Last Updated: 2023-12-05 08:00:19 UTC
by Didier Stevens (Version: 1)
I published an update for my 1768.py tool, a tool to extract the configuration from Cobalt Strike beacons.
1768.py tries to extract the beacon configuration from payloads and process memory dumps. It looks for the embedded configuration, the TLV table that is XOR encoded (0x2E version 4).
Prior this version (0.0.20), process memory dumps were just handled as raw files.
This new version also looks for the "runtime configuration": this is a C/C++ array found on the heap, created by the beacon code by parsing the embedded configuration. This array contains values (integers and pointers) for each configuration item. An example can be found in this blog post.
For example, the portnumber is configuration item 2, and is stored as an integer in the third position of the array (array).
The public key is configuration item 7, a binary sequence (ASN1 DER encoded). It is stored as a pointer (to the binary sequence) in the eigtht position of the array (array). The binary sequence representing the public key, is also stored on the heap. Since we are dealing with pointer in C/C++, we have 32-bit and 64-bit implementations.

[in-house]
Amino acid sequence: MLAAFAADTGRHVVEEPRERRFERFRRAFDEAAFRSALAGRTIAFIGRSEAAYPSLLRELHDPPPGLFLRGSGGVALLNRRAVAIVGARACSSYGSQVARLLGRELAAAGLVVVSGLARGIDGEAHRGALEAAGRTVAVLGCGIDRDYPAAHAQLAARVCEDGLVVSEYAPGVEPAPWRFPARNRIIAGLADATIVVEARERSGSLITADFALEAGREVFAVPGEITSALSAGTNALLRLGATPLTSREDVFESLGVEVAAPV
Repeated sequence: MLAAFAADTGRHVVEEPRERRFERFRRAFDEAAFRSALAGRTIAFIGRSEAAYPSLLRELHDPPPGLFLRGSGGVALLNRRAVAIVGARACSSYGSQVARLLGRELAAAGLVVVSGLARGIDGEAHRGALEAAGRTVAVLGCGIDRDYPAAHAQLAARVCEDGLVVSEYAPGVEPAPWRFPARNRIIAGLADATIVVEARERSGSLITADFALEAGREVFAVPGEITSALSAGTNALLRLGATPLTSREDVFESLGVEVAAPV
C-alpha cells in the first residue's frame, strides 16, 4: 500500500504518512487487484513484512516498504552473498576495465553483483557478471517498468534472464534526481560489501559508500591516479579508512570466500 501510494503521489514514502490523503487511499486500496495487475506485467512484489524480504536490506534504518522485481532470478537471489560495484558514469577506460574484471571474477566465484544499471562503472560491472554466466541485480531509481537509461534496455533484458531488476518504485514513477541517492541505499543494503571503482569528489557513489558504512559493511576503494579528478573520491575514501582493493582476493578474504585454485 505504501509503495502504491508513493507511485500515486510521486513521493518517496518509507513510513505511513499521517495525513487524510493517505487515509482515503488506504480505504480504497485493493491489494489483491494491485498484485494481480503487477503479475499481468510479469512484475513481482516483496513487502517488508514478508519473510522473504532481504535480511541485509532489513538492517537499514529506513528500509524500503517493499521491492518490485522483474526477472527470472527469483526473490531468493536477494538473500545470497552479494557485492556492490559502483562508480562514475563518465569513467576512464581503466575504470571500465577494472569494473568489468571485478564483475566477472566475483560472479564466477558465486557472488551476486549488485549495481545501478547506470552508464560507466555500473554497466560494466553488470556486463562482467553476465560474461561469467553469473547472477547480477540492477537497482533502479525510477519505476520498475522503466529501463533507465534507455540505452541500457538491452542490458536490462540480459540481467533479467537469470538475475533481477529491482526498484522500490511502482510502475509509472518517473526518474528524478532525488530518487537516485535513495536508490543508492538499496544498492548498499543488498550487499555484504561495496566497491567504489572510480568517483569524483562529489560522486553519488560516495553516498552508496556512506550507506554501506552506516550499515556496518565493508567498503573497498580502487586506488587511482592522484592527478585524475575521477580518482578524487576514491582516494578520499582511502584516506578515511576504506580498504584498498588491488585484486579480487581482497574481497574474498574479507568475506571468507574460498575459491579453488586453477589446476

Since address translations need to take place, 1768.py require the python module minidump to be installed.
If it is not installed and a runtime configuration is found, a warning will be displayed:
When the module is installed, 1768.py can extract and parse the runtime configuration (if present in clear):
This is an example of a process memory dump that contains a runtime configuration, but no embedded configuration (or at least, with an encoding that 1768 recognizes).
It starts with "Runtime config" and tells you if it's 32-bit or 64-bit.
Process memory dumps can contain both an embedded and a runtime configuration, and then my tool will dump both: